• QT_QMAKE_EXECUTABLE not found. Put the QMAKE path manually like C:/Qt/4.8.0/bin/qmake.exe
  • Better to build all the cuda related stuff.
  • I had a problem while ticking BUILD_all_in_one_installer. It tries to download the executables for openNI and fails. As we have installed the dependencies separately, we dont need this option. So UNTICK BUILD_all_in_one_installer

4) Run the PCL.sln and build it. It will take quite a lot of time. The main project of interest is PCL_Kinfu_app. Alternatively you can only  build this project. But it is safer to build the pcl once.

5) Run pcl_kinfu_app_debug.exe / pcl_kinfu_app_release.exe. Should work.


a) The exe threw an exception. Make sure the dlls are there in the proper path. The main dlls needed are cudart64_42_9.dll, pcl_common_release.dll, pcl_io.dll, pcl_gpu_kinfu.dll, pcl_kdtree.dll, pcl_range_image.dll, pcl_visualization.dll, pcl_gpu_utils.dll, pcl_gpu_octree.dll, pcl_gpu_containers.dll.


Can't open depth source

Sommetime windows might install the kinect drivers and this might prevent the OpenNI drivers to access it. So change hte device drivers from Device Managers, if there is an entry of PrimeSense with kinect camera and kinect device inside that then the problem is somewhere else. If the kinect is present inside Microsoft Kinect then update the drivers for Kinect Camera and Kinect Device, Select the proper files from SensorKinect(e.g. C:\Program Files\PrimeSense\SensorKinect\Driver). Try again, it should be working.

Error in Windows 8:

It is very common that windows 8 does not allow the kinect to communicate with the device drivers  of OpenNI. This is is particularly irritating as the OpenNI drivers are unsigned and windows does not allow to have unsigned drivers and secondly windows 8 has inbuilt kinect drivers preventing any new drivers to talk to kinect. The solution is to disable the driver signing in windows 8 and then install the SensorKinect.

I hope it will work them. For any problems in windows 8 please let me know.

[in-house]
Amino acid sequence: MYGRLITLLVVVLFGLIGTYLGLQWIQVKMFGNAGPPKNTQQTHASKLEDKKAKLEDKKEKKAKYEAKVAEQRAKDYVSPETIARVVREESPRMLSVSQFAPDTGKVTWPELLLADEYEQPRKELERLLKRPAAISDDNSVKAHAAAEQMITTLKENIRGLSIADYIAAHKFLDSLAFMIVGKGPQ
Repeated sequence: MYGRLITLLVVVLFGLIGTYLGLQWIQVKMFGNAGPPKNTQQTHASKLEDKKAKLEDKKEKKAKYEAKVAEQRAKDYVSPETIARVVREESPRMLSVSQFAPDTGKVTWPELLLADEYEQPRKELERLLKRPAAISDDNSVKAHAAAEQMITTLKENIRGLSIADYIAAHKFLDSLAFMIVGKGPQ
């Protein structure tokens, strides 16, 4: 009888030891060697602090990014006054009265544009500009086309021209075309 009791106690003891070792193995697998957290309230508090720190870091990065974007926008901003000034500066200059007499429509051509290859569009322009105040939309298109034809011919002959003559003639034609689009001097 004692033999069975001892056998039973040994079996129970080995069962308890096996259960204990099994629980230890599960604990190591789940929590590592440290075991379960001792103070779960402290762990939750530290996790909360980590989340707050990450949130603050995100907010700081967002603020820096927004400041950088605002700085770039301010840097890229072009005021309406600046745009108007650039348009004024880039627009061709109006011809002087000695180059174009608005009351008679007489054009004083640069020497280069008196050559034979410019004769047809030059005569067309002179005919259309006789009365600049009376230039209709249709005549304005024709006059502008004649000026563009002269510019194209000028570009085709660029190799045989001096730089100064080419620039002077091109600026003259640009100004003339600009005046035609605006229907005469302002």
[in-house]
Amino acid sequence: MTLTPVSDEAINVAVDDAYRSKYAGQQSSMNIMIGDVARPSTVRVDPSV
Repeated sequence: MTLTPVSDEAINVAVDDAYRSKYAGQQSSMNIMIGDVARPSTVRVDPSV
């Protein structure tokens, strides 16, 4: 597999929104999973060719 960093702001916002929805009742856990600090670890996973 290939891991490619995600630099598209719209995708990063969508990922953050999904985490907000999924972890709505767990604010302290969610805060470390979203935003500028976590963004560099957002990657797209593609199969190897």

Cuda 5.0 with Visual Studio 2010

This article is to help create a  Cuda 5.0 project with Visual studio 2010. Generally the cuda source files .cu, and forthem to be compiled in visual studio you would need the nvcc (nvidia cuda compiler).

My machine – 64 bit windows7

The basic steps are

1. Install the 64-bit CUDA 5.0.32 SDK (the latest release of CUDA 5.0). can be found at https://developer.nvidia.com/cuda-downloads

2. Set up a visual studio console projectImage

2.  Create a .cu file and add it to your project.

3. Check the build customizations project->build customizationImage

Select cuda5.0 build customization. If the cuda toolkit is properly installed then it should have the cuda build customization option. However if it is not there, please copy the .targets, .props from the location

“C:\Program Files\NVIDIA GPU Computing Toolkit\CUDA\v4.2\extras\visual_studio_integration\MSBuildExtensions”  to “”C:\Program Files (x86)\MSBuild\Microsoft.Cpp\v4.0\BuildCustomizations”

4. Go the property page for the file “cudaFile.cu” and change the item type to Cuda C/C++


5. Add cudart.lib, and cuda.lib in the linker input.


You should be able to compile now your empty project. In case there is any error check the project property->CUDA C/C++->Device and ensure the code generation is compute_10,sm_10


Happy Cuda coding…

Automatic Labelling Environment

The segmentation code provided by http://www.robots.ox.ac.uk/~lubor/ALE.zip is the code which every computer vision guy working in segmentation would love to have. It is very simple to use and runs effortlessly in windows (apparently compiles and runs in linux too but have not tried). All you need is

1) Use visual studio to open the solution file,

2) create a dataset folder. A sample dataset folder can be downloaded from http://www.robots.ox.ac.uk/~lubor/Msrc.zip. Unzip it and keep it in the same directory as source.

3) Run F5. It should do the segmentation/training and evaluation, so better get a cup of tea.



Photosynth/Bundler in windows


While using this software from http://phototour.cs.washington.edu/bundler/ which is used in Microsoft photosynth,  for Structure from Motion, I ran into  some compiling issues for VS2008 in win 7. This is a very nice piece of software which has all the code available to download.

1) Download from http://phototour.cs.washington.edu/bundler/

2)  Hit build, should compile easily.